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Cinderella joins ‘The Stephen Foster Story’


Barbara Mattingly says it’s the first question hungry guests were asked when they tumbled into Kurtz Restaurant in Bardstown on sticky summer evenings in the 1970s, following their noses to skillet-fried chicken and mashed potatoes and gravy.

If the answer was yes, diners “got their food quick” so they could hurry across the street to the amphitheater in My Old Kentucky Home State Park for the phenomenon locals knew only as “the show”—The Stephen Foster Story.

“The coloring and the costumes and the music and the enthusi“enthusiasm in the audience was infectious,” says Mattingly, whose family asm operated Kurtz Restaurant and the adjacent Bardstown Parkview Motel until 2021. “It would play to packed houses over and over and over. It was amazing.”

Now in its 64th season, The Stephen Foster StoryThe Story was created in 1959 to boost Bardstown tourism. Generations of locals and visitors have enjoyed the outdoor show’s lavish costumes, timeless music and on-stage flights of fancy threaded with history. And since 2001, an additional Broadway-style musical production, sponsored by Salt River Electric, has delighted crowds with shows like Joseph and the Amazing Technicolor Dreamcoat in 2019, and this year’s production, Rodgers and Hammerstein’s Cinderella.

The impact of the musicals is bigger than what happens on the stage. As a nonprofit, professional theater, The Stephen Foster Drama Association is a launchpad for performers, a booster for local business and a beloved community tradition that has grown through the decades. 

“I think the timelessness of it is the appeal,” says Associate Artistic Director Bronson Norris Murphy, who played the role of Stephen Foster during the show’s 2012 and 2013 seasons, and who directs this year’s productions. “It feels like home.”

The drama association offers three musical productions this season. Performances of The Stephen Foster Story take place at the J. Dan Talbott Amphitheatre on select dates through August 12, telling the story of American composer Stephen Collins Foster and featuring more than 50 of Foster’s greatest compositions, including Oh! Susanna, Camptown Races, Beautiful Dreamer and Kentucky’s state song, My Old Kentucky Home.

An indoor matinee option, The Songs of Stephen Foster, is a one-hour show performed at Nelson County High School featuring period costumes, choreography and favorite Stephen Foster tunes. Performances are set for Saturdays at 2 p.m. from June 24 to August 5. 

Performances of The Stephen Foster Drama Association’s production of Rodgers and Hammerstein’s Cinderella are set for Wednesdays and Fridays at 8 p.m. from July 12 to August 4. With only eight performances, Cinderella is expected to sell out.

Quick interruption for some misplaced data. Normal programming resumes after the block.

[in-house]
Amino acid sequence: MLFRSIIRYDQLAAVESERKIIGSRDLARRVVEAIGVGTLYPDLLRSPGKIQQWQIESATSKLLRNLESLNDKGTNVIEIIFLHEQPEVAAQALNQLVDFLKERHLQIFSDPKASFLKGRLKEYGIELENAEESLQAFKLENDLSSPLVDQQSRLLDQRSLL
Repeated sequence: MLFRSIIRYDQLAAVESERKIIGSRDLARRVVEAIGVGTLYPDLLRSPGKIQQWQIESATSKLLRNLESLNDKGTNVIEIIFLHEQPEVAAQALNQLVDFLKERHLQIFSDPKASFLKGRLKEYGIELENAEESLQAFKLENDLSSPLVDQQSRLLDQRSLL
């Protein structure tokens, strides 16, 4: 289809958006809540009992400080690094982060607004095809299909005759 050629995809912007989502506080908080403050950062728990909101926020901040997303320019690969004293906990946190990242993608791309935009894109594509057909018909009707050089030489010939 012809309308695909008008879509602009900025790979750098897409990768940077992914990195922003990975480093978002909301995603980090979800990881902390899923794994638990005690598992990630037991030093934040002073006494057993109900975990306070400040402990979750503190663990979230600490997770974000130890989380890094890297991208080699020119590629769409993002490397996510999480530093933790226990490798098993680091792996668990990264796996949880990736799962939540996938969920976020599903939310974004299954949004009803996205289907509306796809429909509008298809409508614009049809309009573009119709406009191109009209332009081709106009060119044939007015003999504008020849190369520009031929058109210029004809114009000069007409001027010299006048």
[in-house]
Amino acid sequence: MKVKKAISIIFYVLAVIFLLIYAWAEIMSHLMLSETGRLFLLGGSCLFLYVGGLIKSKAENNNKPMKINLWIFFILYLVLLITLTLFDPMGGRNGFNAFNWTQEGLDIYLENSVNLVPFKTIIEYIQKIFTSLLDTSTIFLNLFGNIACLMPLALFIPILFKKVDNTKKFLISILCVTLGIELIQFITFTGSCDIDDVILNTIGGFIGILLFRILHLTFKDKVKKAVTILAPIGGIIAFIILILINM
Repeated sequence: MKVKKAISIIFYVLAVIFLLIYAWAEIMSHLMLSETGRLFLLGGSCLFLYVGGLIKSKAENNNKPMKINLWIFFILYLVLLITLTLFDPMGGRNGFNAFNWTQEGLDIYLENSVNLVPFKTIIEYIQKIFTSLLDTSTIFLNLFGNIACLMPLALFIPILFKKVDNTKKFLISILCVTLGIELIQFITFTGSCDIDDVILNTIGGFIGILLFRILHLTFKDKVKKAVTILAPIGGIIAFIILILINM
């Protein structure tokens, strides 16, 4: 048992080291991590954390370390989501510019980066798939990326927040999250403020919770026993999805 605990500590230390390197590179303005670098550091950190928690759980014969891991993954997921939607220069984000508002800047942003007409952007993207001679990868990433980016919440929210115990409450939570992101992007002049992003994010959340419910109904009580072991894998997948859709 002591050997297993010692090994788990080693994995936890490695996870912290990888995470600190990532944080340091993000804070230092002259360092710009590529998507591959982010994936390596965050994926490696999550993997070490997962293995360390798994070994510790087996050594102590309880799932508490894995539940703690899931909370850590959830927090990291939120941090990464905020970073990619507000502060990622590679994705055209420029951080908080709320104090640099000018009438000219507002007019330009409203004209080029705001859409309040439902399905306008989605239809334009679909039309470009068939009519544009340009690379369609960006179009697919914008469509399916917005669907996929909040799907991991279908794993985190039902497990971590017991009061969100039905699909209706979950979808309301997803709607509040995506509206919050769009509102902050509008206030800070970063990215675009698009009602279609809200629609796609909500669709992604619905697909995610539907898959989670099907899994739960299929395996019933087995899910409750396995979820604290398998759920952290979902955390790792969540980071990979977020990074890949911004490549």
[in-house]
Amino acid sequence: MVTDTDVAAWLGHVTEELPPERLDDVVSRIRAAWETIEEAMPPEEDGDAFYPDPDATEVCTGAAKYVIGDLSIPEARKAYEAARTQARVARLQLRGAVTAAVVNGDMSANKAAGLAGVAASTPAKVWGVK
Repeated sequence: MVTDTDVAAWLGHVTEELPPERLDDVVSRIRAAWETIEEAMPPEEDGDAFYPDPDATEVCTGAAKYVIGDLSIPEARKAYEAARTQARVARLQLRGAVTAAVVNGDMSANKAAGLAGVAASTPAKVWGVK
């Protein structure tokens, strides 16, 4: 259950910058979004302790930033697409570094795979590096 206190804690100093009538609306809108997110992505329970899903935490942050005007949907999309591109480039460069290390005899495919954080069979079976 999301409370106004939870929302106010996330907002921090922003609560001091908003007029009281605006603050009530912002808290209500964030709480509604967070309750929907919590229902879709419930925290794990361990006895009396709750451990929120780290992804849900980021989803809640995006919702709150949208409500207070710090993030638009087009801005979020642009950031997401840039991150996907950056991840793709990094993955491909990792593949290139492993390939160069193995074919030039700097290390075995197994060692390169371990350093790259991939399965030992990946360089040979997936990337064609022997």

Additionally, a summer concert series features The Crashers, The Monarchs, Eliminator—Tribute to ZZ Top, and the Louisville Symphony Orchestra. Show times, detailed information and tickets are available at 

A community effort

Since the beginnings of The Stephen Foster Story, the local community has played an important part in leading and funding the nonprofit organization. Community members serve on the association’s board of directors, and local businesses offer sponsorship support. 

“We have always had an incredible amount of support from our community,” says Executive Artistic Director Johnny Warren. “Our business community, and their ability and their willingness to help produce these shows, has really stitched together our community around this incredible arts opportunity and the organization that we have been so fortunate to build here.”

Salt River Electric has sponsored the annual Broadway-style musical since it began in 2001. This year, in addition to the co-op’s annual support, Salt River Electric presented The Stephen Foster Drama Association with a $10,000 grant, funded by CoBank.

“The association and its musicals are a source of pride for our community,” says Salt River Electric President and CEO Tim Sharp. 

“Not only does The Stephen Foster Story entertain and educate thousands of visitors each summer, the second show typically allows for local community members to get involved, especially local students.”

More than just energy providers, Kentucky’s electric cooperatives are owned and led by the consumer-members they serve. It’s no surprise, then, that concern for community is a core value, and at Salt River Electric, supporting the Stephen Foster Drama Association is just one of many ways the co-op gives back.